Tending to the ghoos that lays golden eggs

Last month, Bahujan Samaj Party (BSP) MLA Rambai Goind Singh, let the cat of corruption out of the bag of bribery. In a video that went more viral than Covid-19, the legislator from Patharia in Madhya Pradesh was heard saying that bribes, when not ‘out of proportion’, were acceptable. ‘Dekho, aate mein namak barabar chalta hai, theek hai.

Lekin aiso nahi ki kauno se puri thaali hi cheen le,’ (You see, it is alright to indulge in corruption equivalent to the amount of salt added into wheat flour. But you should not snatch the entire plate from someone), she told a gathering. Defending her remark in a subsequent television interview, the laissez-faire lawmaker went on to say, ‘It [bribery] is happening across Madhya Pradesh, and the country.

Everybody knows about it. The government, administration, officials… who doesn’t take it?’ While not a few might compliment the legislator on her outspoken candour, Singh is not the first occupier of political office to air such views. More than a decade ago, a Karnataka chief minister endorsed the culture of ‘chaipaani’ by comparing it to the official tatkal schemes by which those who are willing and able to pay extra for various services get faster clearance — the premium thus exacted becoming a form of unaudited social subsidy to support underpaid officials who also perform the necessary task of serving the aam janta, though with less expeditious assiduity.

This way, according to him, one was helping bridge the social divide between what might be called the haftas and the hafta-nots. What in American parlance is termed ‘lagniappe’ — a bonus given for a service rendered — is a fixture both in command as well as capitalist economics. In the US, it is not just customary but de rigueur to give a tip — an apocryphal acronym for ‘To Insure Privilege’ — not only to wait staff in restaurants and bellboys in hotels, but also to tour guides and taxi drivers. Is mandatory tipping — a form of institutionalised bribery, a legitimate part and parcel of the American dream in which the carrot of financial lure, not the stick of an authoritarian state —used to incentivise performance above and beyond the call of routine duty? In the opening sequence of his 1992 film Reservoir Dogs, Quentin Tarantino shows a group of men who have just finished breakfast in a cafe discussing the pros and cons of tipping before they go to hold up a neighbourhood bank at gunpoint.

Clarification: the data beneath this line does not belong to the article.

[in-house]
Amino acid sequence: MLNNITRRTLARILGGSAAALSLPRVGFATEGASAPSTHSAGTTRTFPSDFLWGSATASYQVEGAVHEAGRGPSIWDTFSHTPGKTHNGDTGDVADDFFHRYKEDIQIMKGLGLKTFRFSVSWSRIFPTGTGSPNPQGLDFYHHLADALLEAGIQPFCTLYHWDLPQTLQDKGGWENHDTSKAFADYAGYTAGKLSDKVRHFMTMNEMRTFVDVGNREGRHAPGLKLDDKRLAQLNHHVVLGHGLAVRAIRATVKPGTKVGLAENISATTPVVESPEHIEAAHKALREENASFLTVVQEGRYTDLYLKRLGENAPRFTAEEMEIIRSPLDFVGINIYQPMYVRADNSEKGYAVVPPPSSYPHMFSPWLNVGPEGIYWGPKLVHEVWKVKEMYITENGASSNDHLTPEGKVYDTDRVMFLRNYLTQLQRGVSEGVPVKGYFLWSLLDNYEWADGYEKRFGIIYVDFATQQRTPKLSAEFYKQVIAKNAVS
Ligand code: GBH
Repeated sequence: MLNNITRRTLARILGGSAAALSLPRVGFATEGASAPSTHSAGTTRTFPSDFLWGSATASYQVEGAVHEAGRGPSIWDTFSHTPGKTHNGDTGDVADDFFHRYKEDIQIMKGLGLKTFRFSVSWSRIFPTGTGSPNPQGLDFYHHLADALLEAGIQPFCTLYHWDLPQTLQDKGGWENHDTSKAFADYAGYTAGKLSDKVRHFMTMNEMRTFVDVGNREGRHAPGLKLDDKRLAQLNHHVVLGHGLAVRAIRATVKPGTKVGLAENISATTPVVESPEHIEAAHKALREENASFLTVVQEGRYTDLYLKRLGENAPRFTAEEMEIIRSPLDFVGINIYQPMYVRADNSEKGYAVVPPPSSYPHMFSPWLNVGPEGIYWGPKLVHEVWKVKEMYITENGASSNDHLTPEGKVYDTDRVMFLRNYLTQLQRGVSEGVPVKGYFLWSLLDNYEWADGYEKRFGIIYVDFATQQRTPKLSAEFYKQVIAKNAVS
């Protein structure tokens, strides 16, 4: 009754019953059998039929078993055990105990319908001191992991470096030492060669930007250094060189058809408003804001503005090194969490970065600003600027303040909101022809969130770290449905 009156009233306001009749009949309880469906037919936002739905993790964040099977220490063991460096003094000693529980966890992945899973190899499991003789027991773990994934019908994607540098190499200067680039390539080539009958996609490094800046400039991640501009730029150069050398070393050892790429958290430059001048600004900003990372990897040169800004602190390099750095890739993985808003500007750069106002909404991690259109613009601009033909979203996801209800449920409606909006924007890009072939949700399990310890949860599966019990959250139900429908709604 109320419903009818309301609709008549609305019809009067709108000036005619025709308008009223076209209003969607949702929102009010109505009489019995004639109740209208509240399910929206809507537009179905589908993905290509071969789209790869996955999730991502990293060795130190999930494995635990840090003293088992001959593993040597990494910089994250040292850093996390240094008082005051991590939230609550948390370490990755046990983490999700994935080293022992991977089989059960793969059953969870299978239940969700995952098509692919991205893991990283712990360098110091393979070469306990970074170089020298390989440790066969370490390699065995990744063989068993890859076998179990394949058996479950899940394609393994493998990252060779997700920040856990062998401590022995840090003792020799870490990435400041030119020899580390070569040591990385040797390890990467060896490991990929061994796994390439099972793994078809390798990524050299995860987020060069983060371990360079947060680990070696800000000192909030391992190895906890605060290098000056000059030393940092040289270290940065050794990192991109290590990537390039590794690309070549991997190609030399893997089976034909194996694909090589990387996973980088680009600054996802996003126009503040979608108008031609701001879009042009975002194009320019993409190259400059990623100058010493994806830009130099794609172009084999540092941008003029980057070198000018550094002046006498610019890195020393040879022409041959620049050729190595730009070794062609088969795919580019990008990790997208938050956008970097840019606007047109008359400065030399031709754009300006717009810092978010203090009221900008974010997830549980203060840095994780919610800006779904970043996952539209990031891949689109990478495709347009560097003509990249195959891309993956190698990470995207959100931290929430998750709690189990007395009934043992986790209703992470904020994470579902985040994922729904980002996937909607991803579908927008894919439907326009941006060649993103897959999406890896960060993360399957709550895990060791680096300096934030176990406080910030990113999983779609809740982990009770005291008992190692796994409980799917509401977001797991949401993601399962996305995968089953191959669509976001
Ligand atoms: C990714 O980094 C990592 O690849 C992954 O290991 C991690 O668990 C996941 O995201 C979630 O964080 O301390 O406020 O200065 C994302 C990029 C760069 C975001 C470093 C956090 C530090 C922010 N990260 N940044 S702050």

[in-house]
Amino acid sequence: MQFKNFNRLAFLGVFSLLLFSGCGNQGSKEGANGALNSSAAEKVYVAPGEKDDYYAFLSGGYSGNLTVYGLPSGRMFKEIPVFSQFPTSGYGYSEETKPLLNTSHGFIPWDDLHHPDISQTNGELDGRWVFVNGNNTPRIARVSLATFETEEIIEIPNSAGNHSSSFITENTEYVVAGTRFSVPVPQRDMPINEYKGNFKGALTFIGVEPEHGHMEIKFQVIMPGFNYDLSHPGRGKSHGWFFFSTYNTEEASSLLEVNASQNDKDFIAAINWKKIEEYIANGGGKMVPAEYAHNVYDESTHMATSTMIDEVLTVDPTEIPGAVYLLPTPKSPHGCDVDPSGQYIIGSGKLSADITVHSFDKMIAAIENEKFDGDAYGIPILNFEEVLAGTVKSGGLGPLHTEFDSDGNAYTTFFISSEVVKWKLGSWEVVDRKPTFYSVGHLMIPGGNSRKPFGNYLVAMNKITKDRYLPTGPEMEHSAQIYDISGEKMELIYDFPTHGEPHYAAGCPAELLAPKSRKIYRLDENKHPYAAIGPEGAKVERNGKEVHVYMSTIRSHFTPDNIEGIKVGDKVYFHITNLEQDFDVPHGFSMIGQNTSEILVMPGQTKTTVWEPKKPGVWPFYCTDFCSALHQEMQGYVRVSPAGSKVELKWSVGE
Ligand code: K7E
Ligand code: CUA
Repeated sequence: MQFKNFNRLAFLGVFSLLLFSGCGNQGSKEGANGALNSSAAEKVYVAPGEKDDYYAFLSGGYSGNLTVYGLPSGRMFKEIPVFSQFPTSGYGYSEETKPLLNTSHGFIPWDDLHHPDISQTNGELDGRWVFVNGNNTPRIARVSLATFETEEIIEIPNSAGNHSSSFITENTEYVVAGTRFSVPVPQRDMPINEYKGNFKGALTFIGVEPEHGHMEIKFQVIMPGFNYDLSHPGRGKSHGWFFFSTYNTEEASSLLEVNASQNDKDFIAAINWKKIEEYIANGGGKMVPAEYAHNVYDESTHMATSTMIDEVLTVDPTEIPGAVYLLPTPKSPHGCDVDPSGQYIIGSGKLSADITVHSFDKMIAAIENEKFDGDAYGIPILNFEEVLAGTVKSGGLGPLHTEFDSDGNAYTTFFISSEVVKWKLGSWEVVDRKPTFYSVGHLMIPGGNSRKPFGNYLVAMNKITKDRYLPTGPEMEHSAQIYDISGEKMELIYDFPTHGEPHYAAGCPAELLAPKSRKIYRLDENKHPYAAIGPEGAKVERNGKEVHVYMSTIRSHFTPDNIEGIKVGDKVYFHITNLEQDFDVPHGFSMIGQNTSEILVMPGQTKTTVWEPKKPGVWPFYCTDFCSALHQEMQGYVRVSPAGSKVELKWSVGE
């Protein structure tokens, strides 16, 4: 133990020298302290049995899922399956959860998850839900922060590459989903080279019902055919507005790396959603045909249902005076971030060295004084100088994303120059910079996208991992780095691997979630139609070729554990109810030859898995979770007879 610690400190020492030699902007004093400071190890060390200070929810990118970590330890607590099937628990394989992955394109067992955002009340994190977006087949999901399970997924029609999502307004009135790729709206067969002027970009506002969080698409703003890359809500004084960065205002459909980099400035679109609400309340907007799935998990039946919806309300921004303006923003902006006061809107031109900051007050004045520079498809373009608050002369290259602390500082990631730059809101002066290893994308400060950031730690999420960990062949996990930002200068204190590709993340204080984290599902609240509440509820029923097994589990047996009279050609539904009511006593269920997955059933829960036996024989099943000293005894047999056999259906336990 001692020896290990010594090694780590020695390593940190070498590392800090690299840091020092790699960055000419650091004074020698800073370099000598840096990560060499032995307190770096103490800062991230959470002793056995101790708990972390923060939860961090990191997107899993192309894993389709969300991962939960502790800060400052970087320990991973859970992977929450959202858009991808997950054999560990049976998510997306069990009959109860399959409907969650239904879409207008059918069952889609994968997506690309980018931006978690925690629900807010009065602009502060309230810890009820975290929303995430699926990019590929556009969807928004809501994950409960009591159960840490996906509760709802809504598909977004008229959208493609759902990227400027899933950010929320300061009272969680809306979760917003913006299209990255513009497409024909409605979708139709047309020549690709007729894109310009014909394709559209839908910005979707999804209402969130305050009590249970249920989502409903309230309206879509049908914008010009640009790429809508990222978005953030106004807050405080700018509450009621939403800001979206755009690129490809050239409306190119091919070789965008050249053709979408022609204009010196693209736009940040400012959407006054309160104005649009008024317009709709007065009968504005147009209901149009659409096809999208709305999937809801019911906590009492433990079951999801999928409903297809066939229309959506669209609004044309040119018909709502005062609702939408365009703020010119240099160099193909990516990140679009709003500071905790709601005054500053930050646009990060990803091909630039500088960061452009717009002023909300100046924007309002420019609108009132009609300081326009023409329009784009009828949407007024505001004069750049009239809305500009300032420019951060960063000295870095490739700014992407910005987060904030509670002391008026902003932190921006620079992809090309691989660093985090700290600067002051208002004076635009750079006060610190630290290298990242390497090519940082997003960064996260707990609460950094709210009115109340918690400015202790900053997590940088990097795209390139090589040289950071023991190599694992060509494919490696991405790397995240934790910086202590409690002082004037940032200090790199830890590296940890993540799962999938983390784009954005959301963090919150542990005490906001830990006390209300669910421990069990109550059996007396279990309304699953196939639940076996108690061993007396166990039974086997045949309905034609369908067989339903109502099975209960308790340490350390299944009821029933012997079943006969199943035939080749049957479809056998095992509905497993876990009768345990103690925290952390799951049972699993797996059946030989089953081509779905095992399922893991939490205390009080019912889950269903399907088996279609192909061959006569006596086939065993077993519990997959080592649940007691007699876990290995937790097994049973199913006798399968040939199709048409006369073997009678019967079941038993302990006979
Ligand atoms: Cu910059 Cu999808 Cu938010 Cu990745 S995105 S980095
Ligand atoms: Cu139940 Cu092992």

Is tipping daylight robbery by other means? Neo-atheists like Richard Dawkins and Sam Harris may well extend the discourse into the theological realm by arguing that votive offerings given to a deity in the hope of being bestowed with heavenly blessings are nothing but bribery on a cosmic scale. As are all the devices of organised religion, including prayer and other forms of obeisance to curry favour with the ultimate Higher Up. VS Naipaul recounted how a Bombay tailor he used to patronise would regularly cheat his customers by overcharging, having cleansed himself of the stigma of dishonesty by taking the precaution of propitiating his establishment’s resident deity with a daily proffering of prasad, rather like a Catholic confessional in which misdeeds are absolved in advance of their commitment. Venality is at worst a venial sin, as attested to by Herod in WH Auden’s 1944 long poem, For the Time Being:

A Christmas Oratorio, who remarks, ‘Every crook will argue, “I like committing crimes. God likes forgiving them. Really the world is admirably arranged.”’ Which is another way of saying that there’s no reason, earthly or celestial, to kill the ghoos that lays the golden eggs.


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